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How Letting Go of My Old Dreams Allowed Me to Succeed in Life With Chronic Illness

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Martin Luther King, Jr. said, “I have a dream.” I too had a dream. I knew what I wanted out of life from a young age. I had a calling and that was medicine and healthcare. I decided nursing was my best fit early in my high school career when my peers were busy planning their weekends. This didn’t waiver throughout high school or into college. My friends changed their majors countless times but I knew what my future held. I knew that getting those two initials, RN, after my name was the start of something great. That was until my sophomore year when the headaches I had throughout my adolescence got worse.

Two months into my second year at university, I was home for Thanksgiving break and was having my annual checkup with my eye doctor when my dream started to unravel. Peering into my eye, he seemed to take longer than normal and was abnormally quiet. After a while he asked about my headaches, the headaches we had talked about countless time over the past 10 years, and if I had any other odd symptoms. Sure, I had floaters in my vision but those had been there for ages as well. And over the past year I had a strange sound in my ear, almost like what you hear when you listen to the ocean in a seashell. This did not reassure him.

He told me my optic nerves were swollen and the only things that could really cause that to happen would be a brain tumor or a rare disease called idiopathic intracranial hypertension. To determine which of these two scary diagnoses were causing the swelling would require a brain scan and likely a spinal tap.

I remember telling my mother that night. I remember the disbelief from both of us. I was so young, barely 20. I couldn’t possibly have something so serious. I looked up the symptoms for IIH and to my dismay they described me perfectly.

I returned to college a few days later and the last month I was at school my symptoms and pain became unbearable. The pain was so severe I couldn’t sleep. I missed class and the classes I did make it to I couldn’t concentrate through because of the whooshing in my ear. By the time finals week came I was already failing my courses due to the inability to attend class or study, and I decided to go home early.

I received my diagnosis of IIH in January 2011, two months after that visit with my eye doctor. In the matter of a few months I went from an active college student enjoying life and working towards my goal of becoming a nurse to being practically bedridden, besides the numerous trips to the doctor.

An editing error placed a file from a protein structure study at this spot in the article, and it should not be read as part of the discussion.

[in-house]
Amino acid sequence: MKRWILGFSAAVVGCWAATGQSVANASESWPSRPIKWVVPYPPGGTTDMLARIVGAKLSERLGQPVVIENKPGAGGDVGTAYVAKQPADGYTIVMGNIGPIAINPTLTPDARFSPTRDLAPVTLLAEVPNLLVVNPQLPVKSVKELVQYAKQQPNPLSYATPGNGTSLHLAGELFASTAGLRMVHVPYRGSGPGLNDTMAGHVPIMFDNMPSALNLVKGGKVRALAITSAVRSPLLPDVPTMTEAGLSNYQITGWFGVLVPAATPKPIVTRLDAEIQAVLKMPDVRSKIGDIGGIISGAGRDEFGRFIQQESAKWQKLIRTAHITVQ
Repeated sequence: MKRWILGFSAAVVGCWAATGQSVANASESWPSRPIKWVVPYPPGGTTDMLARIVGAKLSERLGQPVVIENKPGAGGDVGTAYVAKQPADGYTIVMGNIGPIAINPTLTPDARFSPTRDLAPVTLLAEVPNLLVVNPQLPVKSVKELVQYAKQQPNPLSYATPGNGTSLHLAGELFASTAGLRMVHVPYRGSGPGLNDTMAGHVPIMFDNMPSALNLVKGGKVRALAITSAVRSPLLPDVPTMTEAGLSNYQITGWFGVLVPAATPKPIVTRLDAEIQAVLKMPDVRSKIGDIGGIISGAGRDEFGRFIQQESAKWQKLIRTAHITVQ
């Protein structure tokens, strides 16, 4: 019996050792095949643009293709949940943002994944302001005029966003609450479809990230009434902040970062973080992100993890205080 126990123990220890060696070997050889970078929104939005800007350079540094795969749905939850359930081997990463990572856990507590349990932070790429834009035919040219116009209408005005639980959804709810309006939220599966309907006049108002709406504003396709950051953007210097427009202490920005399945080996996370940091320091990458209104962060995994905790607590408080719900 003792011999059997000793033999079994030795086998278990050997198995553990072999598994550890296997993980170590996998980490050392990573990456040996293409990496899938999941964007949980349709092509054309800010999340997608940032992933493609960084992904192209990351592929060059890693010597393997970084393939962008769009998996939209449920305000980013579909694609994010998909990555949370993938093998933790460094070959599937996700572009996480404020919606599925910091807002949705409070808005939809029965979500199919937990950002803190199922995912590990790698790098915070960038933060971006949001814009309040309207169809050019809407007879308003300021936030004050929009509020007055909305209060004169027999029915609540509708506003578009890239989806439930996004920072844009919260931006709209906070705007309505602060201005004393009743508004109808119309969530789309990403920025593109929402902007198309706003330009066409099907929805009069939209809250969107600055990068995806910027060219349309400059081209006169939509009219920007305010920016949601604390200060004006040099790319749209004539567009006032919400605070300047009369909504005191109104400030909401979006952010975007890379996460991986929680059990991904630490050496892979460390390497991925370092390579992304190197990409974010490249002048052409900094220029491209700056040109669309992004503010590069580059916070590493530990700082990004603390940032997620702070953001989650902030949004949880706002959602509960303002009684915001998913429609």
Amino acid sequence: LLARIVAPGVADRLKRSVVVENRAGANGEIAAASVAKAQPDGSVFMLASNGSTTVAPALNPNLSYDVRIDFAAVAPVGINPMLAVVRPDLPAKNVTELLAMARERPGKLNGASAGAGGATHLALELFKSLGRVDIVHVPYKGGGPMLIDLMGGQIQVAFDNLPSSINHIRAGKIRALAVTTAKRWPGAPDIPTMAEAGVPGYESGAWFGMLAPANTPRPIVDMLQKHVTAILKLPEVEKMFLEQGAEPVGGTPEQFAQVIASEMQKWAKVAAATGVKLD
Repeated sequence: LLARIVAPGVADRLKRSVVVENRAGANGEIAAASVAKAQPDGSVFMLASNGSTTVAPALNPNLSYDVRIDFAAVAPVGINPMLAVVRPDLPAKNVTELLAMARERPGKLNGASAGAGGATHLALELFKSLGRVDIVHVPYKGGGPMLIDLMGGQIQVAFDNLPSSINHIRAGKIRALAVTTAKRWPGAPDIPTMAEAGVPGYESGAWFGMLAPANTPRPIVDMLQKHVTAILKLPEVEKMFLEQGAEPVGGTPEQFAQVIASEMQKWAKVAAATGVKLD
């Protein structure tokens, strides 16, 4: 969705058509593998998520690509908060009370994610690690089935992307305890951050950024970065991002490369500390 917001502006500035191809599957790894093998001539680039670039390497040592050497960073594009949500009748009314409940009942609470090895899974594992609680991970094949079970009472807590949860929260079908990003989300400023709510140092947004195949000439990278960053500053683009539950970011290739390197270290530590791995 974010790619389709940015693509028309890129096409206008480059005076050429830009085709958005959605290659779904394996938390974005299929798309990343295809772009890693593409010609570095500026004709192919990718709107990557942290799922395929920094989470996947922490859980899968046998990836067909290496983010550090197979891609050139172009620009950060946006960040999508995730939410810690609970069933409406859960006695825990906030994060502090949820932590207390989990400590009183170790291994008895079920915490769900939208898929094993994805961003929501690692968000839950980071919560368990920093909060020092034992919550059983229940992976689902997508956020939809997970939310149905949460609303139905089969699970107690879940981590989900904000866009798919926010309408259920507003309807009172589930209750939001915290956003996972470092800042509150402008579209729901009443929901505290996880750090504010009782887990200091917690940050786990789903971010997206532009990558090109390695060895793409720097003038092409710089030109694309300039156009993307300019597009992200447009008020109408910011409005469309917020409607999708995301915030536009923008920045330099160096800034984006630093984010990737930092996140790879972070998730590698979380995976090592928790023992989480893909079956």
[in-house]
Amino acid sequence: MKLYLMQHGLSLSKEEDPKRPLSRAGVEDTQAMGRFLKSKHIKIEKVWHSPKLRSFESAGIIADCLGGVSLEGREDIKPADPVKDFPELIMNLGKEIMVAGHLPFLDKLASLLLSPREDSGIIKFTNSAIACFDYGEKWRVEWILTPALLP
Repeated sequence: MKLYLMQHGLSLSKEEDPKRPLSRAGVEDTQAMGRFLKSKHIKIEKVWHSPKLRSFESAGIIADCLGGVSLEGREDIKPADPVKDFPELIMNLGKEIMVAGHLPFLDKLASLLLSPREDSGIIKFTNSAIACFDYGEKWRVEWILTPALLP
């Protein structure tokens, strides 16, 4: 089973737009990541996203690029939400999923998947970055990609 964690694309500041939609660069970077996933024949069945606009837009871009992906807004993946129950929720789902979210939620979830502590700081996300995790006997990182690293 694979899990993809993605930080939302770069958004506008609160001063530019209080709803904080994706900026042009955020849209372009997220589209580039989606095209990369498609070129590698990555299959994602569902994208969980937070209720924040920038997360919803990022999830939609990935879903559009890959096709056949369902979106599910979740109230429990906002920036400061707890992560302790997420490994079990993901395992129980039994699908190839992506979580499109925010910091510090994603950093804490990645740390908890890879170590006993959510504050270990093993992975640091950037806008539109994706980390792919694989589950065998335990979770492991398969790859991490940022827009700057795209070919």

The first several years after that diagnosis were the hardest. There’s no way to prepare for a huge life change like that. My friends and boyfriend at the time couldn’t relate and didn’t understand why I had changed so drastically. I spent many nights with my mom crying and wondering why this happened to me. I was hopeless and lost and I didn’t know how to live life as a chronically ill person.

Eventually after some time we found treatments that were effective and my health got better. I accepted my new life and the challenges it brought and learned to appreciate the days I felt well instead of dwelling on the days I struggled through. Some friends adjusted to the new me, others left my life, and I met new people who did understand what my limitations were. I started rebuilding my life around my diagnosis until I felt strong enough to attempt pursing my dream again. Throughout the entire process I still imagined myself as a nurse and wanted that so badly.

I did go back to school, even attended nursing school. But this is not the happy ending you are expecting. I am getting closer to 30 and I am not a nurse. I failed at my dream. I made it a few semesters into nursing school before the stress caused so many problems with my health that I was forced to leave again. This was heartbreaking. I was angry and depressed and felt myself falling back into those feelings I had after my diagnosis. I didn’t understand why I could feel so sure of my path in life just to continually fail. I felt worthless.

Again, after a while the hurt faded and I took inventory of my life. I realized that as much as I loved nursing it was not possible for me. If I kept pushing towards something that could not happen I would keep bringing myself down. Instead of pushing something that was beyond my capabilities I needed to really understand what my strengths and limitations were. By doing this I allowed myself to let go of my dream in order to create a new one. What I wanted out of nursing was to be able to help people and be around medicine. With all this in mind I realized there is still a spot for me in healthcare, albeit a different spot than I originally pictured. I am currently working as a receptionist in a primary care office and I am in the planning stages of beginning a program to become a medical assistant.

Throughout this entire experience I’ve learned a few very important things. First, it’s OK to fail. It’s OK to not live up to your expectations. Sometimes your expectations need to change. Second, life doesn’t always go as planned but if you are willing to work with your health and not against it, you can still achieve. And third, don’t be so dang hard on yourself. If you’re doing your best, then give yourself a break. Life with chronic illness is already hard enough without the added critic. Keep your chin up and just keep swimming.

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Thinkstock photo via Wavebreakmedia Ltd.

Originally published: October 19, 2017
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